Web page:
Kittens are actually more fragile than they appear, and problems can arise before you know it. Just like any other babies, they need to stay warm and eat every couple of hours around the clock.
So if you are unable to commit, make sure that they are old enough to be taken away from their mom. The most common indicator is to check whether they’re able to eat on their own.
It is important to be aware that giving kittens away is not as simple as dropping items off somewhere, which is why you should stick with us throughout the very end of this article in order to help you decide whether you should give your kittens away yet or not. You will also learn the proper adoption process, and its effects on both the kittens and mother cat.
How Soon Can Kittens Leave Their Mother?
For the sake of the kittens’ health, the ideal age that kittens can be rehomed would be around 12 weeks. If the kittens are taken too early, they will miss out on the nutrients from their mother’s milk as well as the critical training that their mother will give in order for them to survive. Never rehome a kitten that is less than 8 weeks old.
Kittens should not be taken away from their mother until they are at least able to eat on their own, and when they no longer need their mother’s milk. At this point, the kittens are ready to explore the world, but make sure to give them the proper provisions at all times.
Do Mother Cats Get Sad When Their Kittens Leave?
Mother cats do get upset when their kittens leave. She may meow while waiting for a response or she may wander around the entire house searching for them. On the other hand, kittens often miss their mom and siblings and often show signs of separation anxiety after being taken into a new home or environment.
Although typically a mother cat knows instinctively when it is time to let her kittens venture off on their own journey, it is important to make sure that the rehoming process will only take place when they are old enough to eat on their own.
Do Kittens Miss Their Siblings?
Kittens normally miss their mother and siblings for the first couple of days after separation so before you decide to give your kittens away for adoption, make sure that the potential adopter can provide the kitten with a cozy place to sleep. Equally important is that they show gentle gestures of affection towards the kitten.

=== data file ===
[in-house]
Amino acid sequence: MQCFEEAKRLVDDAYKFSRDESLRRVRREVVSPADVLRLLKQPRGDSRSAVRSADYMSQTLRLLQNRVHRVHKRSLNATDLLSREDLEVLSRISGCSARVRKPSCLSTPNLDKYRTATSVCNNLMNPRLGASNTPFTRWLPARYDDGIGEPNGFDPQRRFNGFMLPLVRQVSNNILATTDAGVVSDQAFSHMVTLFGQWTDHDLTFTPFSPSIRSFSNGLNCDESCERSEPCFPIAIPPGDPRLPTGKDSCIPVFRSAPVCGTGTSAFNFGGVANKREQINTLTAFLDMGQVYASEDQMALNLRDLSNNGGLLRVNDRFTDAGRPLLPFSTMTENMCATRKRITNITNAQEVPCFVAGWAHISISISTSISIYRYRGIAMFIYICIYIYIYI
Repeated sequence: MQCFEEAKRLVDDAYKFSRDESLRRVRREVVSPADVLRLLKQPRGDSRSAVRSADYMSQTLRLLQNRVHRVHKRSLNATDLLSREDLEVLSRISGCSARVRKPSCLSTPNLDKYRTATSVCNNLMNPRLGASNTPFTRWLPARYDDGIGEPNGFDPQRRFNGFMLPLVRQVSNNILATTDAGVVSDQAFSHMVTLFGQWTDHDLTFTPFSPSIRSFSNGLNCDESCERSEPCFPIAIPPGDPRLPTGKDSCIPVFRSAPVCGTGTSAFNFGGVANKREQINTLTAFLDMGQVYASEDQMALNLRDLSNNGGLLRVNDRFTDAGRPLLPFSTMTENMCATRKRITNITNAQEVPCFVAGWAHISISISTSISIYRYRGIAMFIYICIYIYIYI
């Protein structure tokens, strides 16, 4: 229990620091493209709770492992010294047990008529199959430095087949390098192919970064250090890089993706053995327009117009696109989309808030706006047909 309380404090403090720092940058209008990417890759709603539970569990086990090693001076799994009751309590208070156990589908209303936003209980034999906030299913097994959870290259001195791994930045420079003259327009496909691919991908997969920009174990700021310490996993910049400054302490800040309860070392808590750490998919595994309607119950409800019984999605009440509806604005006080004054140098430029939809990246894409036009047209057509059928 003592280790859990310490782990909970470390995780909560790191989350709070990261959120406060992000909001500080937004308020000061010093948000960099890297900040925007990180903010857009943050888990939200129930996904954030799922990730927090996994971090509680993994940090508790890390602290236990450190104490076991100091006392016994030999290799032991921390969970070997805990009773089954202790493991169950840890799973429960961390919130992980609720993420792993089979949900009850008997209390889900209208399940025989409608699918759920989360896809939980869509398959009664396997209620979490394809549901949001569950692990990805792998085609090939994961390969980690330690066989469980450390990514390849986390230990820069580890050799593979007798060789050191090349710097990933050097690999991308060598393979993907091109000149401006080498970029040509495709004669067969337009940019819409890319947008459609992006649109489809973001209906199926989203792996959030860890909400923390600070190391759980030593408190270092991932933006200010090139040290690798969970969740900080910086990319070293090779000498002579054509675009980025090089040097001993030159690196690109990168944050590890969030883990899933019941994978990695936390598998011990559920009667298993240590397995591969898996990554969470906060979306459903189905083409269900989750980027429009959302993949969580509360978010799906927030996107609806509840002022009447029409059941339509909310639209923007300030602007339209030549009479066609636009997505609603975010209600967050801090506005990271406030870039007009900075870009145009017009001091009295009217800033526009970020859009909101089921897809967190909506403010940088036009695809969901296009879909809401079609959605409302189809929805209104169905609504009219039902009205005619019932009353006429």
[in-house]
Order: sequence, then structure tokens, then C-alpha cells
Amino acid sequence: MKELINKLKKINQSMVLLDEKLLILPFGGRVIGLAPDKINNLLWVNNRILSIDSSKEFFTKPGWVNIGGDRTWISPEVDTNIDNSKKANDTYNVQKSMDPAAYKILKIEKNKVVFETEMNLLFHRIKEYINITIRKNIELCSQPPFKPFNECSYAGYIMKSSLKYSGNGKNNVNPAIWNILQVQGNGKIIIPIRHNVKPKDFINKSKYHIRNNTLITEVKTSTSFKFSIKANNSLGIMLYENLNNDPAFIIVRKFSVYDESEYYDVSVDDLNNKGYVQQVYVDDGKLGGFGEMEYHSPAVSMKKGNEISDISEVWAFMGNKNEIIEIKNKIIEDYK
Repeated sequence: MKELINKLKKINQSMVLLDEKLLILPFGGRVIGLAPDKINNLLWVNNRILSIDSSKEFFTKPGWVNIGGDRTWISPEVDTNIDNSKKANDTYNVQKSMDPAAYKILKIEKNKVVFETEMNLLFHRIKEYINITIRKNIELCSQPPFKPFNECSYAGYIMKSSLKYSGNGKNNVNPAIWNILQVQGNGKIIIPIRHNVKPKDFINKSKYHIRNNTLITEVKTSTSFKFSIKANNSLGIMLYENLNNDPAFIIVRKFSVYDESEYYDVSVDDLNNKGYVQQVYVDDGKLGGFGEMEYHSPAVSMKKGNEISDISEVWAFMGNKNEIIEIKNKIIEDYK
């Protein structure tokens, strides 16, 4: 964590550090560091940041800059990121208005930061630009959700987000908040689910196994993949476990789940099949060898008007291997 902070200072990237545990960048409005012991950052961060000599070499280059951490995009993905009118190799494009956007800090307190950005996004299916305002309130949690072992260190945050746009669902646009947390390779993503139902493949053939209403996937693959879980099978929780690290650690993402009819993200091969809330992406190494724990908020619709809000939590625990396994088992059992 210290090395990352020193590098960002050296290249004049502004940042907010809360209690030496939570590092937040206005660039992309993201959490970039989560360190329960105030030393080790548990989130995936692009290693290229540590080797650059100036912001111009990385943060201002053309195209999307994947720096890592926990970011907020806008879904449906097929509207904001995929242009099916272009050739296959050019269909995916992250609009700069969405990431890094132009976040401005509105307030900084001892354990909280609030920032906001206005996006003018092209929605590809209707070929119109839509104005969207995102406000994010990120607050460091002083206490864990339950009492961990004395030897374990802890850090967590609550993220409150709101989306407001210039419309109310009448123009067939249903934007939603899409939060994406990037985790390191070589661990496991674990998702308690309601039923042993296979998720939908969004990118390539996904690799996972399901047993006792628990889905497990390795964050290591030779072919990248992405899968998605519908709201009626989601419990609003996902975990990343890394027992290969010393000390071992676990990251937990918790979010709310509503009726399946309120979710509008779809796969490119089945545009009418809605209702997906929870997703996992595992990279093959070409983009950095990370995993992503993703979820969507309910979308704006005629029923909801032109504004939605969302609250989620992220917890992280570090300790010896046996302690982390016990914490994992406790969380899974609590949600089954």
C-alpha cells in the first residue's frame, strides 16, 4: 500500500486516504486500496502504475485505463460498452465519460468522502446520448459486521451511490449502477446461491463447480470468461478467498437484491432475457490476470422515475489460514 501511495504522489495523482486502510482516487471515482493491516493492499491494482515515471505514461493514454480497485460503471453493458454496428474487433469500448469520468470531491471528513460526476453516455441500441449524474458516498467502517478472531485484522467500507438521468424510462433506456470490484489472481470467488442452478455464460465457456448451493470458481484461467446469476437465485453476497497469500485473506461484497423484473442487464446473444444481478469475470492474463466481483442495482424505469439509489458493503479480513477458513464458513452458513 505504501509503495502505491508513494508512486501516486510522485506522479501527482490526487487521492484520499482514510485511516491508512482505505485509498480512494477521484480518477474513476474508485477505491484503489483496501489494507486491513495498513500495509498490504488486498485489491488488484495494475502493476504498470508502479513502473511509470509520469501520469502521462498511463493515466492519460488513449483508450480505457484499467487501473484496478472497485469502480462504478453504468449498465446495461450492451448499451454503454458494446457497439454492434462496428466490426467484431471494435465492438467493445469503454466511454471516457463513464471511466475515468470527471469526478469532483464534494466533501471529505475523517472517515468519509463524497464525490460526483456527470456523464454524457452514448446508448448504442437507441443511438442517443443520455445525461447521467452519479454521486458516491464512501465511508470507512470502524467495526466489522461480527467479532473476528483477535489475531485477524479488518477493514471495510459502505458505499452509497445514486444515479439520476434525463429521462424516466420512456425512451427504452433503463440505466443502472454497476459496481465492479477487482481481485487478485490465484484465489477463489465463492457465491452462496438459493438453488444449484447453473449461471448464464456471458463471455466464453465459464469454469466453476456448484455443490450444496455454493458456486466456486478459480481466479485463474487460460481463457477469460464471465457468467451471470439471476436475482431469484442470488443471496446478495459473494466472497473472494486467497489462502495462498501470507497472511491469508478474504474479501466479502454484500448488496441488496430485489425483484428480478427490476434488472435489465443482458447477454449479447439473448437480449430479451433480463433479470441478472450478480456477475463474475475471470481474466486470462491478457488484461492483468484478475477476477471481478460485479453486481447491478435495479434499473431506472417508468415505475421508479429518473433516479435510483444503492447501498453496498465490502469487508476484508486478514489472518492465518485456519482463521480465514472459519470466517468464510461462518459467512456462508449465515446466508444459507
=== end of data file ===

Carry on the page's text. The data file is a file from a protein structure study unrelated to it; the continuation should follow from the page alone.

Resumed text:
To help alleviate this problem, you should let them explore their new surroundings and let them feel safe in order to slowly adapt to their new home.
When Do Kittens Stop Nursing From Their Mother?
In general, the weaning process usually ends when kittens reach the age of 8 to 10 weeks. Moreover, bottle-raised kittens tend to begin weaning about three weeks sooner compared to nursing kittens.
One indicator that will help you determine if a kitten is ready for the weaning process is when it bites the nipple often and forcefully, and is able to lick milk from fingers. As they grow, the mother will begin to give her kittens the essential training they need in order to survive.
For example, you may see the kittens begin to rough-house with the mother cat. This is a completely normal behavior and is also fun to watch, in my opinion. Just think of it as the momma cat training her kittens for the world without her.
What Happens If I Give a Kitten Away Too Soon?
When a kitten is orphaned or is separated too early from its mother, it may exhibit inappropriate suckling behaviors later in life, such as sucking on pillows, blankets or its arms. It can also be prone to various illnesses, since most of the nutrients kittens get came from their mother’s milk.
They must be given time to develop before being separated from their mother and littermates in order to ensure that they will maintain a full and healthy life, without being deprived of any nutrients and valuable learning.
It is a huge decision to give away your pet. However, if you’re really unable to keep your kittens, you have to find the right home for them. You can either contact your local animal shelters or rescue groups who can refer you to organizations that are willing to adopt them.
Another option that you can do is to do a little bit of research around your area, and look for a shelter that you can trust and give them a call, then you can tell them about the adoption.
After you have finally adopted out the kittens in the litter, it is important that you get the momma cat spayed as soon as possible. If you’re not sure whether or not it is safe enough to get your cat spayed, contact your veterinarian and they will be able to assist you.